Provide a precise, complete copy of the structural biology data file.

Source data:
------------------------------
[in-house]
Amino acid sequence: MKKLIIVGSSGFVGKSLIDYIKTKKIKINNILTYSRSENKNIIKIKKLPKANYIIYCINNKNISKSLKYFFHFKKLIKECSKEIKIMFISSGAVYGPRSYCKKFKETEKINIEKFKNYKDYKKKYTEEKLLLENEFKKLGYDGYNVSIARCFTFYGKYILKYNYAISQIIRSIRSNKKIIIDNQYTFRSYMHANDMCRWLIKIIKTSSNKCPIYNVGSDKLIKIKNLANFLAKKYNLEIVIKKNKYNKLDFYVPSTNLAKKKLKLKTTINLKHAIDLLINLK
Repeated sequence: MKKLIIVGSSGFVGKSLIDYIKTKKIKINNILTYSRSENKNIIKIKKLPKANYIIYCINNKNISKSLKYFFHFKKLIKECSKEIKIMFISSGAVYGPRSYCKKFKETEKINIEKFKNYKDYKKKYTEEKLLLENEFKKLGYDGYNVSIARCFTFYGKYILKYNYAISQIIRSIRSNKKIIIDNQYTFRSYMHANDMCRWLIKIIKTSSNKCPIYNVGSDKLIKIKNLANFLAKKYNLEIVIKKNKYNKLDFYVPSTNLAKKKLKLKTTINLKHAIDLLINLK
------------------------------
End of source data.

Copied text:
[in-house]
Amino acid sequence: MKKLIIVGSSGFVGKSLIDYIKTKKIKINNILTYSRSENKNIIKIKKLPKANYIIYCINNKNISKSLKYFFHFKKLIKECSKEIKIMFISSGAVYGPRSYCKKFKETEKINIEKFKNYKDYKKKYTEEKLLLENEFKKLGYDGYNVSIARCFTFYGKYILKYNYAISQIIRSIRSNKKIIIDNQYTFRSYMHANDMCRWLIKIIKTSSNKCPIYNVGSDKLIKIKNLANFLAKKYNLEIVIKKNKYNKLDFYVPSTNLAKKKLKLKTTINLKHAIDLLINLK
Repeated sequence: MKKLIIVGSSGFVGKSLIDYIKTKKIKINNILTYSRSENKNIIKIKKLPKANYIIYCINNKNISKSLKYFFHFKKLIKECSKEIKIMFISSGAVYGPRSYCKKFKETEKINIEKFKNYKDYKKKYTEEKLLLENEFKKLGYDGYNVSIARCFTFYGKYILKYNYAISQIIRSIRSNKKIIIDNQYTFRSYMHANDMCRWLIKIIKTSSNKCPIYNVGSDKLIKIKNLANFLAKKYNLEIVIKKNKYNKLDFYVPSTNLAKKKLKLKTTINLKHAIDLLINLK